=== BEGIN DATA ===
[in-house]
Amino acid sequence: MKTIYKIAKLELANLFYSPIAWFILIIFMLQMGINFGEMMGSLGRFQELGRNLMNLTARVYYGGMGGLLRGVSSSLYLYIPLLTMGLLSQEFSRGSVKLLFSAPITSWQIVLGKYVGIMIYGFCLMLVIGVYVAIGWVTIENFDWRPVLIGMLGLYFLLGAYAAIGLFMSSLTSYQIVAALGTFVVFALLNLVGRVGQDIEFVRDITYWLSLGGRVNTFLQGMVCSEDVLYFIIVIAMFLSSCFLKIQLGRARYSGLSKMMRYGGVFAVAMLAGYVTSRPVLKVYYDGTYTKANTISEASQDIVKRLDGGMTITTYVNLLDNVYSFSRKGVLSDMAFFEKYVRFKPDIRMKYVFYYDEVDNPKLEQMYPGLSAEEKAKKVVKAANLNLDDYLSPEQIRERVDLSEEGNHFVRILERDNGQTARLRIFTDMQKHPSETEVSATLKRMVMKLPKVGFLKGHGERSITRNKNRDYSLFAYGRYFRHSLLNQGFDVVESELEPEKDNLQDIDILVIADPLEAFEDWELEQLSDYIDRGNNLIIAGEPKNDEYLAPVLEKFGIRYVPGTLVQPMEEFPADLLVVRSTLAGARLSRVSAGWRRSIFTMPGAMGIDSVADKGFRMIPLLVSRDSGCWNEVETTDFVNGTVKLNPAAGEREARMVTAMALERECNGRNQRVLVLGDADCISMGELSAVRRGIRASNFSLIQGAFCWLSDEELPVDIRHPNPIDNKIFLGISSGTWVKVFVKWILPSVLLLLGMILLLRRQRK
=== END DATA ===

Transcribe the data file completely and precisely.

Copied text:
[in-house]
Amino acid sequence: MKTIYKIAKLELANLFYSPIAWFILIIFMLQMGINFGEMMGSLGRFQELGRNLMNLTARVYYGGMGGLLRGVSSSLYLYIPLLTMGLLSQEFSRGSVKLLFSAPITSWQIVLGKYVGIMIYGFCLMLVIGVYVAIGWVTIENFDWRPVLIGMLGLYFLLGAYAAIGLFMSSLTSYQIVAALGTFVVFALLNLVGRVGQDIEFVRDITYWLSLGGRVNTFLQGMVCSEDVLYFIIVIAMFLSSCFLKIQLGRARYSGLSKMMRYGGVFAVAMLAGYVTSRPVLKVYYDGTYTKANTISEASQDIVKRLDGGMTITTYVNLLDNVYSFSRKGVLSDMAFFEKYVRFKPDIRMKYVFYYDEVDNPKLEQMYPGLSAEEKAKKVVKAANLNLDDYLSPEQIRERVDLSEEGNHFVRILERDNGQTARLRIFTDMQKHPSETEVSATLKRMVMKLPKVGFLKGHGERSITRNKNRDYSLFAYGRYFRHSLLNQGFDVVESELEPEKDNLQDIDILVIADPLEAFEDWELEQLSDYIDRGNNLIIAGEPKNDEYLAPVLEKFGIRYVPGTLVQPMEEFPADLLVVRSTLAGARLSRVSAGWRRSIFTMPGAMGIDSVADKGFRMIPLLVSRDSGCWNEVETTDFVNGTVKLNPAAGEREARMVTAMALERECNGRNQRVLVLGDADCISMGELSAVRRGIRASNFSLIQGAFCWLSDEELPVDIRHPNPIDNKIFLGISSGTWVKVFVKWILPSVLLLLGMILLLRRQRK